As has almost become routine, a recent SpaceX Falcon 9 launch included the rocket’s first stage landing back on Earth. What differed this time around is that the touchdown could also be described as scoring a World Cup GOOOOAAAALLLL!
Qatar Airways partnered with SpaceX to give two FIFA World Cup official match balls the ultimate kick — all the way to outer space (opens in new tab). The soccer balls (or footballs, as they are called everywhere else but the U.S.) reached 76 miles (123 kilometers) above Earth while packed inside the Falcon 9 first stage.
The white, blue, red and yellow balls then descended with the booster back to a SpaceX droneship, where they completed the first leg of their 800-mile (1,300 km) trip. The balls were then flown by Qatar Airways to Famad International Airport, where they were handed off to World Cup officials.
“A legendary journey for a legendary tournament, from space to kick off,” Qatar Airways stated in a video revealing the feat.
Related: Watch cosmonauts play soccer in space to celebrate 2018 World Cup (video)
The match balls, which were made by Adidas for the World Cup, are the first to use sustainable water-based glues and inks. Their name, “Al Rihla,” means “the journey” or “the excursion” in Arabic. (A different set of metallic gold, maroon, burgundy and red match balls, called “Al Hilm” or “the dream,” are being used in the semifinals and finals being played this week.)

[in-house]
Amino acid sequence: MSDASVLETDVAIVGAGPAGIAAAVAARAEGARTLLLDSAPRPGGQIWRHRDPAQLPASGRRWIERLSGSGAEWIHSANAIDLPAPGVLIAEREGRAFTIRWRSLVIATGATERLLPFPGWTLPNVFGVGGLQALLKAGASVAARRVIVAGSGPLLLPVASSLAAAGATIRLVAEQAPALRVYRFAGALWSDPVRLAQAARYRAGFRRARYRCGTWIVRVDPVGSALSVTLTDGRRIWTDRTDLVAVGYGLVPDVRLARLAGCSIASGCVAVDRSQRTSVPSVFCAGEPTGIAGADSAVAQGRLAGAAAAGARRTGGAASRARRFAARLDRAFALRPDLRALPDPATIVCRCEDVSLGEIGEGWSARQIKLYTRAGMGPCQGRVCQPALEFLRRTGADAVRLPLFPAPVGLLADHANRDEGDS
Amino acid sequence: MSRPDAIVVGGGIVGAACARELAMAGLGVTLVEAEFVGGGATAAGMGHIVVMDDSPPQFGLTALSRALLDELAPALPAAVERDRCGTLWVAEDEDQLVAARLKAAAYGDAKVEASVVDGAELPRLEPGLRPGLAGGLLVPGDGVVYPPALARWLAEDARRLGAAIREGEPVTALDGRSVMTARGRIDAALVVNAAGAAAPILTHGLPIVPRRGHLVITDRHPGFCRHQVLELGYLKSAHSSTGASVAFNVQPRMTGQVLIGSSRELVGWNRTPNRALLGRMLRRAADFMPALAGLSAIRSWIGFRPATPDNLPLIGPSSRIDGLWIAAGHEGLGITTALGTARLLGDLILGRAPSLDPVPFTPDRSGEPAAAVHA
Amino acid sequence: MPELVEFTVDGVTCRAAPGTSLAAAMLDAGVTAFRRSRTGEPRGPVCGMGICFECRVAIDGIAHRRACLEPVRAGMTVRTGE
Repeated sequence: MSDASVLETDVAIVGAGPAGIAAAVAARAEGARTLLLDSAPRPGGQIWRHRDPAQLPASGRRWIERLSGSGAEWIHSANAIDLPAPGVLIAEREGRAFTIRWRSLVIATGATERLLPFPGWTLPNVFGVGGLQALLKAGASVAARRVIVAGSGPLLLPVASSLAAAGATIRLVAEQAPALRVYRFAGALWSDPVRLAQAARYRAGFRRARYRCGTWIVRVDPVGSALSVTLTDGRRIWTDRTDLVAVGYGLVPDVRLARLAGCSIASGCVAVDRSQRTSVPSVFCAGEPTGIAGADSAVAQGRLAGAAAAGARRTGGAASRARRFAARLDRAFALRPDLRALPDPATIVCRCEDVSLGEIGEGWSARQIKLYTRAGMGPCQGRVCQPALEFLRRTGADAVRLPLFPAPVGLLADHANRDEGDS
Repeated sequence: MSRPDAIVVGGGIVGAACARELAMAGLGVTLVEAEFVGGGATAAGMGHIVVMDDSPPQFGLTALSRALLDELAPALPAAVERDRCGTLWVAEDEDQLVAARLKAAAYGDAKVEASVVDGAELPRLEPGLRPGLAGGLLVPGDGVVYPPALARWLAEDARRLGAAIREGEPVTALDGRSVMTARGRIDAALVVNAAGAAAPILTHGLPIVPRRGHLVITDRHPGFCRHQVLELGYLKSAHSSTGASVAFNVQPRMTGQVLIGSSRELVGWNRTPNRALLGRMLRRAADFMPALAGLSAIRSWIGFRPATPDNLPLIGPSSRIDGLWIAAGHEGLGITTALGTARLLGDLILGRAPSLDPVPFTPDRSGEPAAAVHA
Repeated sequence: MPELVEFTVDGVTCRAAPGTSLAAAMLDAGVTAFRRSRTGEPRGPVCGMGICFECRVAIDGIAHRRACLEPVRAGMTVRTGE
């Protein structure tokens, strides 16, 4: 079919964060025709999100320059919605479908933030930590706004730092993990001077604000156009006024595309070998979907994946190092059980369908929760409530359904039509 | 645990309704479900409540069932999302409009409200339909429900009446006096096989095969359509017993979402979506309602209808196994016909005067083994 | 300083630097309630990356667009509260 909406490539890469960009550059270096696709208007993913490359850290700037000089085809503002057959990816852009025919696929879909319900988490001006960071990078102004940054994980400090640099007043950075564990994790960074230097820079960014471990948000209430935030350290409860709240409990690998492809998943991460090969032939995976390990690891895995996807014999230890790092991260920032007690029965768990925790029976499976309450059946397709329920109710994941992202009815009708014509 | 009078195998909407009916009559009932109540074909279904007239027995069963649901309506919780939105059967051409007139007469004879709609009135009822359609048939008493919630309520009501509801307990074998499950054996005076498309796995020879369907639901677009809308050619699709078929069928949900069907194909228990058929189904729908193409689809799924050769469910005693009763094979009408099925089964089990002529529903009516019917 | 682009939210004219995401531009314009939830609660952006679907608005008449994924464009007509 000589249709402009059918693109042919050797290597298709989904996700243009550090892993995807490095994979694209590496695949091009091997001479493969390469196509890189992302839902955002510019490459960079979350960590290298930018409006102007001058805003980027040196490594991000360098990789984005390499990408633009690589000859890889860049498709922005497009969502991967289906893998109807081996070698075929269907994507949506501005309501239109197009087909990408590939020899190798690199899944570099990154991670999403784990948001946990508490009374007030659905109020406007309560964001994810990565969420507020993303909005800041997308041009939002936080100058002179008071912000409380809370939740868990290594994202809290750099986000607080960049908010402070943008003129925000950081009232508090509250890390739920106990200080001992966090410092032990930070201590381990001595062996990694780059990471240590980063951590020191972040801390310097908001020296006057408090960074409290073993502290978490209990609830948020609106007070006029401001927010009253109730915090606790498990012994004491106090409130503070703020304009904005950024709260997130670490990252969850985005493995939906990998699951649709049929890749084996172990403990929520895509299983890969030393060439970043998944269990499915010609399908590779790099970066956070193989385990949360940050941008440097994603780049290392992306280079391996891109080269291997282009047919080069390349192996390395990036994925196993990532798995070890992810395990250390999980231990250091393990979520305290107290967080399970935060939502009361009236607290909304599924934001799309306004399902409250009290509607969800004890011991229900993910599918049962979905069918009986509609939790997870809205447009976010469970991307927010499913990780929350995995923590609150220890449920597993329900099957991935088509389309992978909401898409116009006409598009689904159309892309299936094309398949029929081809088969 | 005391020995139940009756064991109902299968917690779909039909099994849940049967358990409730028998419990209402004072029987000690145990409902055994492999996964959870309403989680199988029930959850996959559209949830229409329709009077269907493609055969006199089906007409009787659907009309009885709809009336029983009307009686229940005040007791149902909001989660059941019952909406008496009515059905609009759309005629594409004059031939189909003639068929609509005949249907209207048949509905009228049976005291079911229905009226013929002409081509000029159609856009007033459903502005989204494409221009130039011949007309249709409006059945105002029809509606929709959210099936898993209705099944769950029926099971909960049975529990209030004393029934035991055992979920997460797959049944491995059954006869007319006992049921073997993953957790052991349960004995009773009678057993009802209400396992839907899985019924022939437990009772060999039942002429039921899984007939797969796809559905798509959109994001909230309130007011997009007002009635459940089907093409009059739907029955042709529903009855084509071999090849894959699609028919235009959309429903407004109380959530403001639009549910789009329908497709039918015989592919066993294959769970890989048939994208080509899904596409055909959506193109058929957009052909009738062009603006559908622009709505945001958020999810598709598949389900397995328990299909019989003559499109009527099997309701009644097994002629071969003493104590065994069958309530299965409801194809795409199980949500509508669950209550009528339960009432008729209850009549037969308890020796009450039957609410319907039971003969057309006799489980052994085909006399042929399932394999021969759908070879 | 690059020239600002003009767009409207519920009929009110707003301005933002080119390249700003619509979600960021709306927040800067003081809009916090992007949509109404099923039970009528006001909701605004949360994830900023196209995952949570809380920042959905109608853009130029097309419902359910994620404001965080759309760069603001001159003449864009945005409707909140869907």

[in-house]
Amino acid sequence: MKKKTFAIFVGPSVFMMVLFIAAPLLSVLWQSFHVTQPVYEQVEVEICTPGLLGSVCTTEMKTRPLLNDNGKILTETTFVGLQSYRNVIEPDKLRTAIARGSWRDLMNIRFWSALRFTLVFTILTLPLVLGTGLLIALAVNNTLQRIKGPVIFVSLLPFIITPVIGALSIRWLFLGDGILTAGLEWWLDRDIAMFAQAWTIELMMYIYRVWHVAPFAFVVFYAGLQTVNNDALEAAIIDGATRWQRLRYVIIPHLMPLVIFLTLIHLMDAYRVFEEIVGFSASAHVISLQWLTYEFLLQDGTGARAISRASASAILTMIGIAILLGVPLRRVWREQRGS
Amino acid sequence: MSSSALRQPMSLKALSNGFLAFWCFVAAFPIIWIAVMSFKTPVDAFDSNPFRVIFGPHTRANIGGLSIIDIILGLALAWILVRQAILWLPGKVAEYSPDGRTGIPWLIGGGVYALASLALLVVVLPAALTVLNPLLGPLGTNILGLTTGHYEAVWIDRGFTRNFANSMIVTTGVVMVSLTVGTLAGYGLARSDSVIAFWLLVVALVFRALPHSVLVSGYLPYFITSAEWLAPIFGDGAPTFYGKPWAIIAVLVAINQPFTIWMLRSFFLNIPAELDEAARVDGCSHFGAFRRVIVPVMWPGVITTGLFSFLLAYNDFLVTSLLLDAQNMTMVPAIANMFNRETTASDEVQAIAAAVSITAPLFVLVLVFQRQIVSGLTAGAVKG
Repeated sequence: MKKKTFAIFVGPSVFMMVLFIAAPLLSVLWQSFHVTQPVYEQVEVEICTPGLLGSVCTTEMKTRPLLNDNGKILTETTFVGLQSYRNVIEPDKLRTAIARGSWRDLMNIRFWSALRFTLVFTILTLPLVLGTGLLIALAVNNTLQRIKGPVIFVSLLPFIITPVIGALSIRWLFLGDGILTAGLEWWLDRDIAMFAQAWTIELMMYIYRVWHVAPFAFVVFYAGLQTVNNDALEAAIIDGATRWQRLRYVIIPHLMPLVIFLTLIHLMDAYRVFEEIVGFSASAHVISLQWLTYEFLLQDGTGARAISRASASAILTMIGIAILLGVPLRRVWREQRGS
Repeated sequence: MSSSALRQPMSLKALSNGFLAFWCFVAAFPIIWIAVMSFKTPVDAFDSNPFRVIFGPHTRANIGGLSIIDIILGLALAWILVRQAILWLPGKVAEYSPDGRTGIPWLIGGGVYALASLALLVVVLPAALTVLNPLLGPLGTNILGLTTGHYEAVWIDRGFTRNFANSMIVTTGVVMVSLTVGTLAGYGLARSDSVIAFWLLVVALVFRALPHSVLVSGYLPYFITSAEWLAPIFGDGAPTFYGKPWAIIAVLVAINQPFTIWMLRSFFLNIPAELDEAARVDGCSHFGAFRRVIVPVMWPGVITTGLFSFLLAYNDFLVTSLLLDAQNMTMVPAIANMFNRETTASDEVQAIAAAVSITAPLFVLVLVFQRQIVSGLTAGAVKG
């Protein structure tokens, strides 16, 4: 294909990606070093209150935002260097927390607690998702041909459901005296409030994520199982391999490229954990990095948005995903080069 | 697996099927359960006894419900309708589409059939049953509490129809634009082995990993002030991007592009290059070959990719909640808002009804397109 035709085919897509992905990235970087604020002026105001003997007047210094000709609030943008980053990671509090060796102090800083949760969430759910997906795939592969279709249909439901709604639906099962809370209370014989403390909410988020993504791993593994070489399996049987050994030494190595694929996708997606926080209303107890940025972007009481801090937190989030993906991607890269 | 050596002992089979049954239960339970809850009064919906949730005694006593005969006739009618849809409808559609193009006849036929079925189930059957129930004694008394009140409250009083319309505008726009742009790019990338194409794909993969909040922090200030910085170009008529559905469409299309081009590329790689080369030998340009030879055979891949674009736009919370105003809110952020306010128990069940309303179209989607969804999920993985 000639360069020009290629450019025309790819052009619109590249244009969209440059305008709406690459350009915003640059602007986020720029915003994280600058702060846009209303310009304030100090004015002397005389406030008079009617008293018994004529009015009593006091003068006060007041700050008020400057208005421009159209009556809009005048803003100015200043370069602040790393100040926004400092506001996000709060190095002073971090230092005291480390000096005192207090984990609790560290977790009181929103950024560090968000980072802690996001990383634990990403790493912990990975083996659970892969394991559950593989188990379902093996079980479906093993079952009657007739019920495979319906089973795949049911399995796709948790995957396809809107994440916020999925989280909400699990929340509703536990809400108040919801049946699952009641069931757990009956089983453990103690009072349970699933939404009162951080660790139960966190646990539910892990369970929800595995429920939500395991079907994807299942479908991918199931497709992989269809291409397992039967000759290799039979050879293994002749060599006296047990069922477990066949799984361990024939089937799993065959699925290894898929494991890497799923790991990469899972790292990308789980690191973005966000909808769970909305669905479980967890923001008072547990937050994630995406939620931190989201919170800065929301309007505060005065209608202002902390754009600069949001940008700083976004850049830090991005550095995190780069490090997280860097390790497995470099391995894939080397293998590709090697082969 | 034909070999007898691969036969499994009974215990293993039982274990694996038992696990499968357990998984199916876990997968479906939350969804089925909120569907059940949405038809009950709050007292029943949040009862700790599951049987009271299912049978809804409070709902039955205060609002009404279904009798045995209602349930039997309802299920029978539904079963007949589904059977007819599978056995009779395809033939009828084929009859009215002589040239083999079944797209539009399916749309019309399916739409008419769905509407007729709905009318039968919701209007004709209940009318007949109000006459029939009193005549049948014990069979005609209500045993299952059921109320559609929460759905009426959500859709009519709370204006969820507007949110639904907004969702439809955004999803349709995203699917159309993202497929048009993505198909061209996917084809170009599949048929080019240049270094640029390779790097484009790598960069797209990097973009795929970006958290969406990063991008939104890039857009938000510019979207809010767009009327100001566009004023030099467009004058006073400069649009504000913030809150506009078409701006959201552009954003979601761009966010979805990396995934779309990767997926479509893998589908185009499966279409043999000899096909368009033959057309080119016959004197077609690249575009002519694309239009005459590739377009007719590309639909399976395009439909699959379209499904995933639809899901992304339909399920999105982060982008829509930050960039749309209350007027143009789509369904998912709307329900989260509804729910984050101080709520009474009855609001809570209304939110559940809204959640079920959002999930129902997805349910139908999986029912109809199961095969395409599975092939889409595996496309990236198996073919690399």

The balls’ flight by SpaceX was, in part, a promotion for the company’s Starlink satellite internet service. An associated website (opens in new tab) invited World Cup attendees to visit the Starlink office in Doha.
“Thanks to the FIFA World Cup and Qatar Airways for entrusting SpaceX and the Starlink team to fly two World Cup balls to space and back!” SpaceX officials wrote on Twitter (opens in new tab).
The match balls were the first known example of SpaceX using its Falcon 9’s first stage to fly a commercial payload on a suborbital flight. They are not, however, the first soccer balls to be flown into space, let alone World Cup match balls.
In 2018, Russian cosmonauts flew an Adidas “Telstar 18” ball (opens in new tab) to the International Space Station (ISS) before it was used for the kickoff of the World Cup in Moscow. The ball, which was autographed by the crew aboard the orbiting outpost, traveled more than 31 million miles (50 million km) during its 74 days in space.
Another soccer ball left on the station was used by the astronauts and cosmonauts to stage their own game in celebration of the tournament on the ground.
A year later, SpaceX launched several Adidas soccer balls aboard a NASA-contracted Dragon cargo spacecraft for study in the ISS National Laboratory. The tests were aimed at gaining a better understanding of the balls’ flight characteristics beyond what is possible in an Earth-based wind tunnel. The results were expected to enable more design freedom for panel shape and texture.
Among other examples throughout the years, a soccer ball that was recovered (opens in new tab) among the debris from the ill-fated launch of the space shuttle Challenger in 1986 was flown to the International Space Station 31 years later, in 2017. The ball was flown as a tribute to the fallen astronauts and to the students for whom its original flight was intended.
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